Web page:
One of the mysteries of the English language finally explained.
Generally. Complete, entire, absolute; = "plenary". Now rare.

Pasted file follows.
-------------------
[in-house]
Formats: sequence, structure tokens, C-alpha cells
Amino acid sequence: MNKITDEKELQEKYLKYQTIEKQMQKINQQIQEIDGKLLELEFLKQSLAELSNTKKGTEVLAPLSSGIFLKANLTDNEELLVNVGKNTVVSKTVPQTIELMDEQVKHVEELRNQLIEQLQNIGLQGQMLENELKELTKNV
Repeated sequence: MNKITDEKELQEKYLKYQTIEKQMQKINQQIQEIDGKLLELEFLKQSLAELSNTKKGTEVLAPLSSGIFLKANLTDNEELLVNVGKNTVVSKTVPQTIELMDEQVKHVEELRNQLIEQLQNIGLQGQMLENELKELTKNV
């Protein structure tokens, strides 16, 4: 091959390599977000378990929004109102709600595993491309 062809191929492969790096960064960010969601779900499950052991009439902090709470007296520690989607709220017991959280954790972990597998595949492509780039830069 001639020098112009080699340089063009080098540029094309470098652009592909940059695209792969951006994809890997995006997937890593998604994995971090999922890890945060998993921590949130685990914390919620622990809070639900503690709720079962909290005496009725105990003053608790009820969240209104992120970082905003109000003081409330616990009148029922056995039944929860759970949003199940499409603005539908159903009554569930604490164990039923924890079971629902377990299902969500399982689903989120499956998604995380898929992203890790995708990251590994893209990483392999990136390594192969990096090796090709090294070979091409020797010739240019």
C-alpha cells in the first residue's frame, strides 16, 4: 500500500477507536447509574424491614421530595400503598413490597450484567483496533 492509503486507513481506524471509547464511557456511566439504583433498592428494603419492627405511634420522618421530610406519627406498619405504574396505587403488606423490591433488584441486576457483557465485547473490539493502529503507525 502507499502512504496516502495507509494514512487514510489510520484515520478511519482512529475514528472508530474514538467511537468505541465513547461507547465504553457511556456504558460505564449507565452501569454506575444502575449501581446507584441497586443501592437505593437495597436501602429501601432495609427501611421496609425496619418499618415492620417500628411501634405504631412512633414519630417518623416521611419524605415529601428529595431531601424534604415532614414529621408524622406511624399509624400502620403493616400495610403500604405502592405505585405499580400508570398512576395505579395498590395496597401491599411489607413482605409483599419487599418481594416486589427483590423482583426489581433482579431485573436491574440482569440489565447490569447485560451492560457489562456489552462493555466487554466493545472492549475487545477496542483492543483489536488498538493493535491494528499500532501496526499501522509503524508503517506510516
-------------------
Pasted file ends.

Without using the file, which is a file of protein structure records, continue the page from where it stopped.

Middle English (in an earlier sense). From Anglo-Norman plener, plenier, pleiner, plainer, planier, etc., and Old French, Middle French plenier (French plénier) full, absolute, consisting of the full number of members (in cort pleniere) from post-classical Latin plenarius complete; compare -ar. Compare post-classical Latin plenaris complete, Old Occitan plenier, Catalan plener, Spanish † llenero, † plenero.
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